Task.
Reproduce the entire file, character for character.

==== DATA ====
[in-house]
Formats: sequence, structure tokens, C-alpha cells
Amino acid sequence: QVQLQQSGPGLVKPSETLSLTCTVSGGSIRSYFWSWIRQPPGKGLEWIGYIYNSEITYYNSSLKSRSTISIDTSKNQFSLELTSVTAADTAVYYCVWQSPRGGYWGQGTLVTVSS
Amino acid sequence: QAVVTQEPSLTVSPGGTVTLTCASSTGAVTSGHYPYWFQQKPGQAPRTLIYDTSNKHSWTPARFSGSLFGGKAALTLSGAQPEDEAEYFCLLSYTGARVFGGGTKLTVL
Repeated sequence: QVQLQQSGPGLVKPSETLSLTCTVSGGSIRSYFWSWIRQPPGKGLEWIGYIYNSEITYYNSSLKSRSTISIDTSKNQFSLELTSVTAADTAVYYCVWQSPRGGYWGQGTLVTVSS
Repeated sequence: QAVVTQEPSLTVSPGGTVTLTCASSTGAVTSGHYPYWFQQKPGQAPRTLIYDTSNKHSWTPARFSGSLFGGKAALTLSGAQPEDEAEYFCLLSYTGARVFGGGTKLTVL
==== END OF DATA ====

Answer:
[in-house]
Formats: sequence, structure tokens, C-alpha cells
Amino acid sequence: QVQLQQSGPGLVKPSETLSLTCTVSGGSIRSYFWSWIRQPPGKGLEWIGYIYNSEITYYNSSLKSRSTISIDTSKNQFSLELTSVTAADTAVYYCVWQSPRGGYWGQGTLVTVSS
Amino acid sequence: QAVVTQEPSLTVSPGGTVTLTCASSTGAVTSGHYPYWFQQKPGQAPRTLIYDTSNKHSWTPARFSGSLFGGKAALTLSGAQPEDEAEYFCLLSYTGARVFGGGTKLTVL
Repeated sequence: QVQLQQSGPGLVKPSETLSLTCTVSGGSIRSYFWSWIRQPPGKGLEWIGYIYNSEITYYNSSLKSRSTISIDTSKNQFSLELTSVTAADTAVYYCVWQSPRGGYWGQGTLVTVSS
Repeated sequence: QAVVTQEPSLTVSPGGTVTLTCASSTGAVTSGHYPYWFQQKPGQAPRTLIYDTSNKHSWTPARFSGSLFGGKAALTLSGAQPEDEAEYFCLLSYTGARVFGGGTKLTVL